Sunday, June 29, 2008

Grishnak Sheds His Exoskeleton!

Insects such as praying mantises have exoskeletons, which is basically an outer shell, made up of a material called chitin. And if I understand things correctly, mantises shed their exoskeletons 5-6 times in the course of their lifetime.

But I had no idea how much larger the mantis would be simply upon exiting the exoskeleton -- it was almost as if the mantis had been squeezed inside it, popped out, and was sort of balloon like for awhile until the new shell hardened.

This next picture is upside down, through the jar, but it was really interesting to see the mantis and exoskeleton next to each other.

The mantis seemed to be a lighter color.

And here is the exoskeleton.


This green container is what came with the original Worlds Alive Mantis Kit; it's nice, has clear plastic on two sides, and the other two sides have cloth that breathe -- then there's carrying handles.

So in my case the egg case had been dormant for so long, I thought it was a dud -- so they sent another -- and a day or two after that, the original egg case hatched. So I actually have a second time around to work with.

Originally I just attached the egg case to a stick, and set it on the bottom surface of the habitat, but I read that sometimes initially the mantis nymphs hang upside down from the egg case initially, so this time I wanted to "elevate" the egg case.

I had found a really simple kit for making a tiny wooden model fort, and already had this in the habit as an act of silliness -- so I found a way to attach the egg case to the "flag".

This is a close-up of the egg case. It's a kind of foamy, styrofoam material. I had to overcome the heebie jeebies in order to even hold it, with memories of the movie Aliens buried in my subconscious. Aliens, the original 1986 version -- was the only movie that actually ever scared the bajoojy out of me. So somewhere inside I have a squiggly, squirmy reaction to insects -- not when I look at them -- but at the prospect of actually touching them.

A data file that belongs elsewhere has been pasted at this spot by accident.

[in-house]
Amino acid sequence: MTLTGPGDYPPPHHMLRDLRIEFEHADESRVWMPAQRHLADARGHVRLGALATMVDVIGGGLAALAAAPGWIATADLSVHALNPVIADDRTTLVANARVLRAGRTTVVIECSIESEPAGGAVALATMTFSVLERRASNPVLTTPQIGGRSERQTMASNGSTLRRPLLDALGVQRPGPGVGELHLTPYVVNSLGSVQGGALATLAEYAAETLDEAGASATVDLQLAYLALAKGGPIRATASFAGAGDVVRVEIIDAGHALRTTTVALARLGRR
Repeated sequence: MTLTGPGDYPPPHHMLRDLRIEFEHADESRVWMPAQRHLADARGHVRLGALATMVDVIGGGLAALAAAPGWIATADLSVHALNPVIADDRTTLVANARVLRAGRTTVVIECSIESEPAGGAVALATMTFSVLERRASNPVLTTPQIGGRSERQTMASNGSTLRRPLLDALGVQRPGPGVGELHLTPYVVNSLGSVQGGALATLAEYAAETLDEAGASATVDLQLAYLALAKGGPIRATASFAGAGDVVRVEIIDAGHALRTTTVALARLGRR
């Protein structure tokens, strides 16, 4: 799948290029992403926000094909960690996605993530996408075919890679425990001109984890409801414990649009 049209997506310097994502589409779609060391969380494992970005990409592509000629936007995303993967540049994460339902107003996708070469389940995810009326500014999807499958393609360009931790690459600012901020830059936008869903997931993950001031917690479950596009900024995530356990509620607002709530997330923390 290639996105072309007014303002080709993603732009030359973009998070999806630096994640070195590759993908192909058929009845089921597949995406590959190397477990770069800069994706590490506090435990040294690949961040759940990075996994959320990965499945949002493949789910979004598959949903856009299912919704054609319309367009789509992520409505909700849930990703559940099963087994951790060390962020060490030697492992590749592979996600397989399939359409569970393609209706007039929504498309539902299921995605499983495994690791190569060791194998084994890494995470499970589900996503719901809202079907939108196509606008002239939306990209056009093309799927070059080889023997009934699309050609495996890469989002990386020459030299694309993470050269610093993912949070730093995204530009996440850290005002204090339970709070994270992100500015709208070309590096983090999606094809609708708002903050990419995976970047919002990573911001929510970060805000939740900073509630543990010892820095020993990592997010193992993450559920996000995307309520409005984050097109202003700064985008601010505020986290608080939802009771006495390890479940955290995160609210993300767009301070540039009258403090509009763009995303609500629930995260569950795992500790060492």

But it wasn't so bad; so a bread tie seemed to work to fasten the egg case -- then I taped it to the "flag" -- which could just as easily be a stick or something. Not sure if the egg case really needs to be elevated, but it might be fun if/when this second egg case hatches, to give the manti something to crawl down on for a photo opportunity.

Sunday, June 22, 2008

Behind the Scenes

Chuck Isdale, photographer extraordinaire, didn't hesitate to take the camera where no camera has gone before. One step forward for all mantiskind.

One habitat initially for Grishnak (named after a curmudgeonly orc in Lord of the Rings), was the vial that the egg case came in -- there's a cotton swab in there and I used an eyedropper to drop some moisture on it, and there's a piece of apple for additional moisture and for the fruit flies.

This is another habitat -- I saw that the top of the vial with the egg case was open, and had a piece of fabric to let it breathe -- so I remembered that "canning jars" sometimes have tops with holes in them; so I took an old dish towel, cut it up -- so the top of the jar is an open circle, then there's the fabric. The cotton ball is for dropping moisture, apple's for the fruit flies.

Sometimes its hard to see the manti in a jar like this clearly, but if you move it around, you can see. It might be easier to use something like a peanut butter jar, put some fabric on top, and use a rubber band.

Wednesday, June 18, 2008

The Manti Have Hatched!

This morning, the praying mantis egg case hatched unexpectedly!

Theoretically the small nymphs are letting their exoskeletons harden. Quite a number of nymphs emerged from the egg case but it's not clear how many will survive. We'll see.

Here's some shots of one of the little monsters in waiting. now about an inch long, or less, perhaps a half inch. Someday the survivors will grow to be 6-8" inches in length, and eat a lot of insects along the way.

(click on the pictures to see larger versions - special thanks to Chuck Isdale for photos.)

When the nymphs are new they are pretty chill.

(click on the picture for a larger view)

It's the strangest thing to see such a small likeness of the eventual monster.

(click on the picture for a larger view)

Another perspective. You can kind of make out the bulbous eyes.

(click on the picture for a larger view)

It almost looks like a mosquito -- but there are the little arms out front. And by golly the insects in the garden this year will hopefully have some manti to keep them away from the sunflowers!

(click on the picture for a larger view)